A Hash (informally called a checksum) is a signature for a file. You have probably seen them when downloading Linux distributions or files on official Vendor download sites. This signature verifies the integrity of the file. If you change the file in any manner, it’s checksum changes. Not many people use checksums for various reasons. It would be best if you used them when applicable. Let’s walk through checking a file downloaded from an official VMware site.
I will download VMware Horizon View 7. In the lower right corner of the download page is a list of checksums for the file. There are three different strengths. MD5, SHA1, and SHA256. There are several more, but these are the most common. Getting into the details of each algorithm is beyond this article. You would get bored very quickly. Suffice to say; you should use the highest algorithm provided. In this case, it’s SHA256.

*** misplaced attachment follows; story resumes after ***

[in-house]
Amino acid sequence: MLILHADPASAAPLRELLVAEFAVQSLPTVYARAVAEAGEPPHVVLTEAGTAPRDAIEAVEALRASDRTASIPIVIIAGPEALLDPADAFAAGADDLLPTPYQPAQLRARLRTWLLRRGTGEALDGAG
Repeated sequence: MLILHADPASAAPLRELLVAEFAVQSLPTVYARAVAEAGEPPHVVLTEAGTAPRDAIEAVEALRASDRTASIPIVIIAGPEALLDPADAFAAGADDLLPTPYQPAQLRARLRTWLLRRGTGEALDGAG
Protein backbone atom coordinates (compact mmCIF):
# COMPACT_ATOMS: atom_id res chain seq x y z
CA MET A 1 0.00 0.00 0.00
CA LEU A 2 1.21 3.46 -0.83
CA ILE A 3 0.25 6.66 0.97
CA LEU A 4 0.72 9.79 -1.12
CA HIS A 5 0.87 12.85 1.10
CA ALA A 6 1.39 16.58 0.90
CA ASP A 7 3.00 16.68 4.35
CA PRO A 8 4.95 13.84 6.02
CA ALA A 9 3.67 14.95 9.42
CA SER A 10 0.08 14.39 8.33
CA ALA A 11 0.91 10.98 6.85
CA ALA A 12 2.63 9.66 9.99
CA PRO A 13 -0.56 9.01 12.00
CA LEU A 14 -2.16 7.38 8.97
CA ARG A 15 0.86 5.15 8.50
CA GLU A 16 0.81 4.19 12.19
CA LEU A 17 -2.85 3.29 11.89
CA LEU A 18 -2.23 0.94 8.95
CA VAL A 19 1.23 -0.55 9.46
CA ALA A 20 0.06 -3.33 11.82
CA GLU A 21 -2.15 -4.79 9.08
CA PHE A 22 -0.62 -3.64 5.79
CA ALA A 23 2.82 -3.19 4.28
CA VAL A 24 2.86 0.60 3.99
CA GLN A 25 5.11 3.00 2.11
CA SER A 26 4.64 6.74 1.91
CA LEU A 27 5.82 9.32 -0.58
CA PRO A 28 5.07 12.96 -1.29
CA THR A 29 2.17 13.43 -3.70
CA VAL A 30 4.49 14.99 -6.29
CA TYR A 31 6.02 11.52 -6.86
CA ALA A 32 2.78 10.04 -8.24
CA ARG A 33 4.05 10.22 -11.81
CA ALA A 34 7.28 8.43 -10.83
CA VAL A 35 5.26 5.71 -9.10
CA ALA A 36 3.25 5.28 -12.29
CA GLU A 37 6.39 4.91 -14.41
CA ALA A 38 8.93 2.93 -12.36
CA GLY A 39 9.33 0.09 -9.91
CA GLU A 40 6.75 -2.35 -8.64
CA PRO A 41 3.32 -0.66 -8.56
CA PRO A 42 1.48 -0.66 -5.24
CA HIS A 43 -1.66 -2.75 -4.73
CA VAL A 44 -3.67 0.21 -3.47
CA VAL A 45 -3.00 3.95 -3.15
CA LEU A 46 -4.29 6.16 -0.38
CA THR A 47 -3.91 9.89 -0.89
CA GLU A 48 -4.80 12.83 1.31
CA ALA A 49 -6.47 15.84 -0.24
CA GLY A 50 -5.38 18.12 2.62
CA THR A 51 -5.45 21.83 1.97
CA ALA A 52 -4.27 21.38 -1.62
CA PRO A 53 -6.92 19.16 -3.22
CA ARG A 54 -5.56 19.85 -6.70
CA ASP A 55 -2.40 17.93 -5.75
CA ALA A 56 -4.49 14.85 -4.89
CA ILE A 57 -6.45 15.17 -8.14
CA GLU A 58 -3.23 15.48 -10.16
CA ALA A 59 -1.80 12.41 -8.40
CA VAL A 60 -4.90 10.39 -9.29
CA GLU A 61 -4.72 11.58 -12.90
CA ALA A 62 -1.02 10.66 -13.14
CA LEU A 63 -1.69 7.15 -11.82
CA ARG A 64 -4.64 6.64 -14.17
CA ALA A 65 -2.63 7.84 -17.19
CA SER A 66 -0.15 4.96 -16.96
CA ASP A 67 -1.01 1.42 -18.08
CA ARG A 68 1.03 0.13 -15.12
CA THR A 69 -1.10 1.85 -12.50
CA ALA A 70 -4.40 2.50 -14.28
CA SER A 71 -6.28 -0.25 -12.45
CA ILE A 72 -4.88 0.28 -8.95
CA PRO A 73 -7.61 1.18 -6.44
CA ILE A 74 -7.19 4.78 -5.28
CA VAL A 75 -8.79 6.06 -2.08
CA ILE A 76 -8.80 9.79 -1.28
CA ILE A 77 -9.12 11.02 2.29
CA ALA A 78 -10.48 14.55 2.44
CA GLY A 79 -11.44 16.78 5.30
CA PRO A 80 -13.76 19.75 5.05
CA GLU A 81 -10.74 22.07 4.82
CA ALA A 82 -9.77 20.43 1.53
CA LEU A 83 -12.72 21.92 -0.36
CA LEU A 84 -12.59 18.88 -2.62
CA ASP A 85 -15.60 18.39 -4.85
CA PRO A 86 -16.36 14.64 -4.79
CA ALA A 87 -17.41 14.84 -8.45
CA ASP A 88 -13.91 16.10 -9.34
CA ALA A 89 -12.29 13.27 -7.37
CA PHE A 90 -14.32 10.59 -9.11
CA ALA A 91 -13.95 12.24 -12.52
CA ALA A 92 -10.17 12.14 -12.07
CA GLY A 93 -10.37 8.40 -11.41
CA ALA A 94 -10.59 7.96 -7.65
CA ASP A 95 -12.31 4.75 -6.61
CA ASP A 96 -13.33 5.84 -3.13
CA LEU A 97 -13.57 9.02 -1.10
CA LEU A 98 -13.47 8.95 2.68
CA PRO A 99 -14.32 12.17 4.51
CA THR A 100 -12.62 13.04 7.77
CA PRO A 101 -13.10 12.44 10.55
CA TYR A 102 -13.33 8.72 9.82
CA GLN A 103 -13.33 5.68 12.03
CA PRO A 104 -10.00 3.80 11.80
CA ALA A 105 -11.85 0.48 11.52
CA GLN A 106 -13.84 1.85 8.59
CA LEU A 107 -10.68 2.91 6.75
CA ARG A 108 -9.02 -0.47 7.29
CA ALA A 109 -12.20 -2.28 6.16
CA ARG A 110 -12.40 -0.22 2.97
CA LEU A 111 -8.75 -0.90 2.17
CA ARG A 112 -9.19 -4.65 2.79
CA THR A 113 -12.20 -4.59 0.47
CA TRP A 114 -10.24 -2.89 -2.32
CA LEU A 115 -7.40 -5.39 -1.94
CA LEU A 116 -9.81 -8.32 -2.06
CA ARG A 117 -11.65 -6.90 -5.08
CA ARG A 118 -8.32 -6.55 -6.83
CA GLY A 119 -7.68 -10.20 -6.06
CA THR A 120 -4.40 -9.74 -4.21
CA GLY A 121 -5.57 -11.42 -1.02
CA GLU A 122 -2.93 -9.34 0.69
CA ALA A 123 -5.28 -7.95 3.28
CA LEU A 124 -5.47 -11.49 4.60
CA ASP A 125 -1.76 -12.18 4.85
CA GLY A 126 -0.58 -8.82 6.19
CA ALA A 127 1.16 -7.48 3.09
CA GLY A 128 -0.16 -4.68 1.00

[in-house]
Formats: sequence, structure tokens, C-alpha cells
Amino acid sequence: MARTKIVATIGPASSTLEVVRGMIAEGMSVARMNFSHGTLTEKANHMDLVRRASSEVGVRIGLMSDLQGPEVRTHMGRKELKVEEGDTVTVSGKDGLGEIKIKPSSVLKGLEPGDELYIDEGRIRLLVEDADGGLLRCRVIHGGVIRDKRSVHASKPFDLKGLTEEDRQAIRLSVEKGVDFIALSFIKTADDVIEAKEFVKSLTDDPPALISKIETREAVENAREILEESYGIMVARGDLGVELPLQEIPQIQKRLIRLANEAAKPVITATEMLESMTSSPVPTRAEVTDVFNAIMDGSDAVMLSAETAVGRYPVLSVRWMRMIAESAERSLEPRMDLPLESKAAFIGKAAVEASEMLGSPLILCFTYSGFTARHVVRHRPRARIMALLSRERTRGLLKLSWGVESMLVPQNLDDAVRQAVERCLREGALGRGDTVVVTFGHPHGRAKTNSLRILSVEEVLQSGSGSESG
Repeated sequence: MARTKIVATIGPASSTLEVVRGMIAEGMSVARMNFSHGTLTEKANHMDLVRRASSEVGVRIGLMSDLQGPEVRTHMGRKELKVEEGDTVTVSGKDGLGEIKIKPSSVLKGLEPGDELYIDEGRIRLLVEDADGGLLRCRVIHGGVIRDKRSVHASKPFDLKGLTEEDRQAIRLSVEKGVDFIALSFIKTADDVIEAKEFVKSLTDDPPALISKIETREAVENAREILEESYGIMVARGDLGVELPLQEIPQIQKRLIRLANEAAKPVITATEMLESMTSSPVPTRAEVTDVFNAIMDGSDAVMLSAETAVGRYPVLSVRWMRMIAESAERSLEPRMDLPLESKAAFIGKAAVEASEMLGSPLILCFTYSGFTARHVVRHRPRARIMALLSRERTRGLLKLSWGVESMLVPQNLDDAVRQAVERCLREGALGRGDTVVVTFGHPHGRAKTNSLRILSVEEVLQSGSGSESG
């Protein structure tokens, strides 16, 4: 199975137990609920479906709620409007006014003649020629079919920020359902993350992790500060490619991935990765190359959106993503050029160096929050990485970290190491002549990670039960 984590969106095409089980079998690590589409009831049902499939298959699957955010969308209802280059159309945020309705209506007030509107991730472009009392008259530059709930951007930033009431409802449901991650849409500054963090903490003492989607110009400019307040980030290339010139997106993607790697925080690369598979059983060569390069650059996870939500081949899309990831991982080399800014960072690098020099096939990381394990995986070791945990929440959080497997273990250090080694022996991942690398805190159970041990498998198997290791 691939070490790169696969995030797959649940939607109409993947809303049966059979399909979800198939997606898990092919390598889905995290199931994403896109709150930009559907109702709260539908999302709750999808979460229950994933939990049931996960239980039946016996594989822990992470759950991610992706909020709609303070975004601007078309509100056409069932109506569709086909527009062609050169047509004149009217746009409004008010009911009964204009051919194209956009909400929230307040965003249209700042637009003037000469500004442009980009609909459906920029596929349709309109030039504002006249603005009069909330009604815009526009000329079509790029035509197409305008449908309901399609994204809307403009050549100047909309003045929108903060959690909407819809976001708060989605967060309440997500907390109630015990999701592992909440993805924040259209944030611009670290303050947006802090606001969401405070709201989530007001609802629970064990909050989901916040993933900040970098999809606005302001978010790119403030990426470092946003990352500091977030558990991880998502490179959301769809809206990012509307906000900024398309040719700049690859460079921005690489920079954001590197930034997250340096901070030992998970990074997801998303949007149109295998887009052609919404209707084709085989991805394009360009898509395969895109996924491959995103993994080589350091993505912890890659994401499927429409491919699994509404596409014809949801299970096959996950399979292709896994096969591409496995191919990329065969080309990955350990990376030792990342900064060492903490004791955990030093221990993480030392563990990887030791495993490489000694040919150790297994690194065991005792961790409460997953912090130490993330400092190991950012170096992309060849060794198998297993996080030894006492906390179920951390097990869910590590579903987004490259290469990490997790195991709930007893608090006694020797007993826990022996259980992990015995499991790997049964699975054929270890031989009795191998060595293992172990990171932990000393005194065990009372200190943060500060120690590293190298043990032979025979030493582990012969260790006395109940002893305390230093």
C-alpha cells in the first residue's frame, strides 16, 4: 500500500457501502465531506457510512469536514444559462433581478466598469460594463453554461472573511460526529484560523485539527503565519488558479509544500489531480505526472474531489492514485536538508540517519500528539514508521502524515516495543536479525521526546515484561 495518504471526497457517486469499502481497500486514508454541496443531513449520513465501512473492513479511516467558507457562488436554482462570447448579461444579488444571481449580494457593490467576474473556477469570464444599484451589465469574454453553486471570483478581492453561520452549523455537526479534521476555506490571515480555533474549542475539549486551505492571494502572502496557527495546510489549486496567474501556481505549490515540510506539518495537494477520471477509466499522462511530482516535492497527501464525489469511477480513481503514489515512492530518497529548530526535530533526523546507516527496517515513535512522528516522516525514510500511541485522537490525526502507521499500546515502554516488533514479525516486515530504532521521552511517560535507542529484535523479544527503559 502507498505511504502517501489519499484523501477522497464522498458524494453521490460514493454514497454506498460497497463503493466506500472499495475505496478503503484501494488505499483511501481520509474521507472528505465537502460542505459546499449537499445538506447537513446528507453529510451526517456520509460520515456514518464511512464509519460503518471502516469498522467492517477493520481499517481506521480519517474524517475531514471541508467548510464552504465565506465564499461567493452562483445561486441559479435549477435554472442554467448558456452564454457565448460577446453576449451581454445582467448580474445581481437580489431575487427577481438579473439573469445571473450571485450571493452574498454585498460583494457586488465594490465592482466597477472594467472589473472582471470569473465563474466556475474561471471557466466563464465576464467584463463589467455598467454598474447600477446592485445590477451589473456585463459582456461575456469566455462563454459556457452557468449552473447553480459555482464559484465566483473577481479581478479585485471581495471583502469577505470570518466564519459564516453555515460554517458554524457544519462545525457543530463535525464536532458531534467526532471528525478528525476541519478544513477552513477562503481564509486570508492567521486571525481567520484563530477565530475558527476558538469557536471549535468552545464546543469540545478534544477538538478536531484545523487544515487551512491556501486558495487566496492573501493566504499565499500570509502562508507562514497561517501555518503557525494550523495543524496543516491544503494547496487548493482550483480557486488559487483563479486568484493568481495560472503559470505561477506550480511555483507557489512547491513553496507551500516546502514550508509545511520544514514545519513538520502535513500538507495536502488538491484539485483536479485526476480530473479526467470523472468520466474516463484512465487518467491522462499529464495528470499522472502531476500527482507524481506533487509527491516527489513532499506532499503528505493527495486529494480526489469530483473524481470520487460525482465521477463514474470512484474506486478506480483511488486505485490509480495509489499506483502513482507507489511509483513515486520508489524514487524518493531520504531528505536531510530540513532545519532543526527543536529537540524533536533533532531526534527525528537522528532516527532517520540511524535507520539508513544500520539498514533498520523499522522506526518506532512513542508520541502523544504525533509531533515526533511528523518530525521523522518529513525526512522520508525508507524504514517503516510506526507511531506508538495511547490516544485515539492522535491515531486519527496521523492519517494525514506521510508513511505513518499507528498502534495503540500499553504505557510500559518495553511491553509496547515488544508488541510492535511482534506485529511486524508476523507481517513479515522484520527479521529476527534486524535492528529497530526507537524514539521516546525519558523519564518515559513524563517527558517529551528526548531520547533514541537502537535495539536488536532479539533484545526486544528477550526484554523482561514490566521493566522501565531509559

This is a closer look at the checksums listed above.
Windows PowerShell 4.0 and higher contains a cmdlet that reads the checksum of a file. I downloaded the file Horizon 7.8 View Connection Server (64-bit) and ran this command against it.
The “Get-Filehash” command defaults to SHA256. The checksum is identical. This action only took seconds to verify, and now I’m sure the file is the same as the source file. I could also verify the file I have on hand and a local source is valid.
From the Website: 4eb12fc88c6cc95a85e93d03f62109549704f01b2d2cc64c76210bb30db28917
The output of the PowerShell command.
This method works on any file. If you created a very tightly controlled version of Windows Server 2016, run the Get-filehash command and record the checksum. When you want to use the ISO for an installation two weeks later, check the Hash. No matter if someone changes the name of another ISO to the same name and the file size is the same; the checksums will not match. Go forth and HASH.
Author: Chet Camlin